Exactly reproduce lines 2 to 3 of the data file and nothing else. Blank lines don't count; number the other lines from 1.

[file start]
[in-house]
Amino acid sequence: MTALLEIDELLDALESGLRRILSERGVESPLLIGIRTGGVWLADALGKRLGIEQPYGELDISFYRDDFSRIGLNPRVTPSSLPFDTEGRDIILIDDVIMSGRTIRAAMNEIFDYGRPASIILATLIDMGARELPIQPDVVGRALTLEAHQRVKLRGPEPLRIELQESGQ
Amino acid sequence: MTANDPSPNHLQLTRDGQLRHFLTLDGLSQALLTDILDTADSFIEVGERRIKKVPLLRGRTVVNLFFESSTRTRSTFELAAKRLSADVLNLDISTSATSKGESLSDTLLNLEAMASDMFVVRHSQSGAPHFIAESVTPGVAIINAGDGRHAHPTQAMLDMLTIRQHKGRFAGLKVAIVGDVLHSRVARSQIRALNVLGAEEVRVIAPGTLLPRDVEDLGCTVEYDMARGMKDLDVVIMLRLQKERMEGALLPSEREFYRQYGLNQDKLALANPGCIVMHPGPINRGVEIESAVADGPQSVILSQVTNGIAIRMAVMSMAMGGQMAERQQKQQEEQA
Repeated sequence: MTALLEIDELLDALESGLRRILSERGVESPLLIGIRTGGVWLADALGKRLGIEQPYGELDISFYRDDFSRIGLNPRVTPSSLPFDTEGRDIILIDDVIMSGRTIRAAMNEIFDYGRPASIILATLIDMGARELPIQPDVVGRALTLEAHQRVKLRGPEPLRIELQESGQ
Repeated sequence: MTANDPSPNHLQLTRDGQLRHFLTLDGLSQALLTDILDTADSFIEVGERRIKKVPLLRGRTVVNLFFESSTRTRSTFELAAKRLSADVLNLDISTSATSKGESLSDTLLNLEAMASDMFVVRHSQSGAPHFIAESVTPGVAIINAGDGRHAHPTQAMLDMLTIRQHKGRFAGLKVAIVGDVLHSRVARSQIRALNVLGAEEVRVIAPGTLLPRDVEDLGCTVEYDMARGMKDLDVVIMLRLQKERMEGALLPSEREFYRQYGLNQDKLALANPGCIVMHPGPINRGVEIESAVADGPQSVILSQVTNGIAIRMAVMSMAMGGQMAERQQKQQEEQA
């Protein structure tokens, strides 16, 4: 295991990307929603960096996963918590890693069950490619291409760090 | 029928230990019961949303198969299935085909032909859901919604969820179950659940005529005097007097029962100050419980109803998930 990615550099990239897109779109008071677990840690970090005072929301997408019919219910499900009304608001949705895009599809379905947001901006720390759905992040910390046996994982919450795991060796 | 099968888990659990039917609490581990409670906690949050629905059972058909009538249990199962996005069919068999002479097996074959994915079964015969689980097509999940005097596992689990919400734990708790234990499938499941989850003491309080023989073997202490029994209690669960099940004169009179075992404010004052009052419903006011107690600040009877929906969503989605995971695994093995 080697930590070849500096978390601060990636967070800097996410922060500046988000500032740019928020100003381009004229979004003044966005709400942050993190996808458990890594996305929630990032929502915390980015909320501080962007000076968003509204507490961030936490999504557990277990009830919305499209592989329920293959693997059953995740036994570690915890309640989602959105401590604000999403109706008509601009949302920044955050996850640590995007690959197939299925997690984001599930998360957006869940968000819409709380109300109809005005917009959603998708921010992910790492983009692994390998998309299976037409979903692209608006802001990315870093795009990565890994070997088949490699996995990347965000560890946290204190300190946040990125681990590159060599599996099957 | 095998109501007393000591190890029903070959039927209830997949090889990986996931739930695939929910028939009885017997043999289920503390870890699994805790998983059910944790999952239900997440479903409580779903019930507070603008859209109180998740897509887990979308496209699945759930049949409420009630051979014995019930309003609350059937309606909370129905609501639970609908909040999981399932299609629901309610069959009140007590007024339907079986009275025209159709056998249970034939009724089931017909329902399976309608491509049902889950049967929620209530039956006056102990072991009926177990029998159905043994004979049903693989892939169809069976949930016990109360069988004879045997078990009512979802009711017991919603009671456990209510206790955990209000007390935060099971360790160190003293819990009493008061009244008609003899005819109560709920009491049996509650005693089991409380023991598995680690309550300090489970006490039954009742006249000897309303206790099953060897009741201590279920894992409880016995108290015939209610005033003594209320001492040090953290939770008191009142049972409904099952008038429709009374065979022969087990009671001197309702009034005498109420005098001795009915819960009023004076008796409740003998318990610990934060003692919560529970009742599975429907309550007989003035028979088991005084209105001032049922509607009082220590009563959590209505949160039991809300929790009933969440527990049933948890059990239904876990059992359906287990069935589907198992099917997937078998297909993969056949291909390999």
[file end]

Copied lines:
Amino acid sequence: MTALLEIDELLDALESGLRRILSERGVESPLLIGIRTGGVWLADALGKRLGIEQPYGELDISFYRDDFSRIGLNPRVTPSSLPFDTEGRDIILIDDVIMSGRTIRAAMNEIFDYGRPASIILATLIDMGARELPIQPDVVGRALTLEAHQRVKLRGPEPLRIELQESGQ
Amino acid sequence: MTANDPSPNHLQLTRDGQLRHFLTLDGLSQALLTDILDTADSFIEVGERRIKKVPLLRGRTVVNLFFESSTRTRSTFELAAKRLSADVLNLDISTSATSKGESLSDTLLNLEAMASDMFVVRHSQSGAPHFIAESVTPGVAIINAGDGRHAHPTQAMLDMLTIRQHKGRFAGLKVAIVGDVLHSRVARSQIRALNVLGAEEVRVIAPGTLLPRDVEDLGCTVEYDMARGMKDLDVVIMLRLQKERMEGALLPSEREFYRQYGLNQDKLALANPGCIVMHPGPINRGVEIESAVADGPQSVILSQVTNGIAIRMAVMSMAMGGQMAERQQKQQEEQA